Reading the news today you could be fooled into thinking we’ve returned to the early 1900s where women didn’t vote, and their voices certainly weren’t heard.
Men who assault women are allowed to lead countries and potentially enter the senate. As we’ve done time and time again, we will rise up and fight them by showing that our empathy and power can topple the leaders of today, who more often than not seem to have no interest at all in people’s rights.
It starts in school. It starts with how we teach our children to view and treat themselves and others, and it should start early on in a child’s education.
At every stage and age pupils should be encouraged to speak up and voice their opinions in a constructive and well-meaning way. Conversely the young are exposed to vitriolic and cowardly comments via online forums where commentators can hide behind the anonymity of a virtual profile. Never has it been more important, and especially for young women, to feel comfortable in standing up for what they believe and to feel confident to make the same or better progress than their male counterparts. Schools play their part in developing self-esteem and providing opportunity for young people to feel challenged in a supportive and encouraging environment.
At Portsmouth High Prep School, part of the Girls’ Day School Trust (GDST), school councillors and form captains are elected from Year 1 where they assist teachers and take on duties for the class. As they get older they have more involvement in decision-making and when they leave in Year 6 they are empowered to take on roles of responsibility at the Senior School.
These leadership experiences, which develop their skills, allow the girls to have the opportunity to make things happen. Leadership instils confidence and helps children solve problems creatively, work in a team and work collaboratively with others.
Roles of responsibility vary; the Prep School Head Girl chairs the school council whilst music prefects organise and lead their own teatime concerts. Sports prefects lead playground games, and organise and help with clubs for younger girls.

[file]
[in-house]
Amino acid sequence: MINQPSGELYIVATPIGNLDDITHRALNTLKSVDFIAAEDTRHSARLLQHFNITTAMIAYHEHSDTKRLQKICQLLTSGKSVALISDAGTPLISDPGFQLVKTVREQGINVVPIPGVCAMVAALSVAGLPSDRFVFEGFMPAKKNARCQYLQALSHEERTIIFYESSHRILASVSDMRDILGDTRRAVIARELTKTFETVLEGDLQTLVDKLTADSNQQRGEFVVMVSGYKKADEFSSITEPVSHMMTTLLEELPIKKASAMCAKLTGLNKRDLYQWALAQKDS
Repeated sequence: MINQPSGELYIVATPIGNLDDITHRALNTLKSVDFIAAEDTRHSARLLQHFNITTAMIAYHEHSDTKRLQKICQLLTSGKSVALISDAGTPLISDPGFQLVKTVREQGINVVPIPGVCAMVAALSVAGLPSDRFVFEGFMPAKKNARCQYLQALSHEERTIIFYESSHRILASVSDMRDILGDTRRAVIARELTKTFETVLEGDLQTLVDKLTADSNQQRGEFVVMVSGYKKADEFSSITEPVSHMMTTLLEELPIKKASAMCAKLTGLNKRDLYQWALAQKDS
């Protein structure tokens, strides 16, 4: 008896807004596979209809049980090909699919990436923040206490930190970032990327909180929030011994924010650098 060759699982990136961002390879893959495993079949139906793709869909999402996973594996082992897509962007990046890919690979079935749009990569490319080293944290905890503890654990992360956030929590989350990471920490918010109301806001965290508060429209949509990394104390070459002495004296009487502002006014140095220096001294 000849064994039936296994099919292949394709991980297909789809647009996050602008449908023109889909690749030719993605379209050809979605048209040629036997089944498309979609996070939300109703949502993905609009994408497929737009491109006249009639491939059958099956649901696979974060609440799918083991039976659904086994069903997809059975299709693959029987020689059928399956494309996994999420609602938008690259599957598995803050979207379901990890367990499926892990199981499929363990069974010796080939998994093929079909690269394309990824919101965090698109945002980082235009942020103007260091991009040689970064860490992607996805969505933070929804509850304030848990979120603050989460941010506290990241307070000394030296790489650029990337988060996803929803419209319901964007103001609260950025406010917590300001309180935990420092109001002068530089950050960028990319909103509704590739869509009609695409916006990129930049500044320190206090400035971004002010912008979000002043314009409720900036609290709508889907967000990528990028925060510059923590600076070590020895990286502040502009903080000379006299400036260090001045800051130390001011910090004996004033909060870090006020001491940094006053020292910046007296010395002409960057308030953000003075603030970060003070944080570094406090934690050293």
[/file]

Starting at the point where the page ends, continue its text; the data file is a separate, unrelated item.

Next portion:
House captains take the lead in running the house charity events that occur each year and help select and lead teams in house events. Plus, an eco-council meets regularly and takes the lead in sustainability. This year they have already met the local MP to discuss issues related to sustainability in the city.
In the Senior School, students’ leadership responsibilities continue with positions such as form captains, house captains, prefects, sports team captains and a Head Girl team. Furthermore, it isn’t all about leadership – it is also about collaboration and becoming a good team player.
As we’ve done time and time again, we will rise up and fight them by showing that our empathy and power can topple the leaders of today
Year 11 take part in an Apprentice-style day where they are asked to develop a product in teams. Last year it was a fruit juice and this year a perfume. The students learn how to divide responsibility and project manage what can become a fraught situation. Other year groups, for example Year 8, enjoy an engineering day where they build a toy model car to race. The atmosphere of friendly competition is palpable. Our Year 9 become cyber ambassadors helping those younger and older than themselves navigate the choppy waters of the digital world. There are some key components to encouraging participation in all these events and the expectation is that there is always a mutual respect for everyone taking part. It is possible to be competitive and still behave in a manner that does not leave anyone feeling inferior.
This year Mrs Lucinda Webb, Director of Communications at Portsmouth High School, accompanied our Head Girl team to the GDST Young Leaders Conference. She commented that it dispelled all myths ever written that girls take the back seat in decision-making. The 120 or so sixth-formers displayed every leadership characteristic in their two-day conference from delegation and empowerment to creativity and innovation.
Watching this group of girls was like watching an ant colony displaying the very best of behaviours; cooperating with each other and dividing tasks to create the most compelling pitches to support the specific needs of four real charities. The girls were motivated, meticulous and showed a deep commitment and drive for what they needed to produce by the end of day two. This was a real-life scenario and, if anyone was in any doubt, the charities were present throughout the process and judged the final presentation. There was no hiding; the girls had to work together and work together they did. Not having met before the first day they showed all the compelling features of GDST girls by being confident, courageous, composed and committed.
It is important that young people start to master skills that will carry them forward not only in higher education but in the workplace too. Young women need to have the resilience and skills to be the next generation of leaders and thrive and benefit from a more gender-inclusive environment.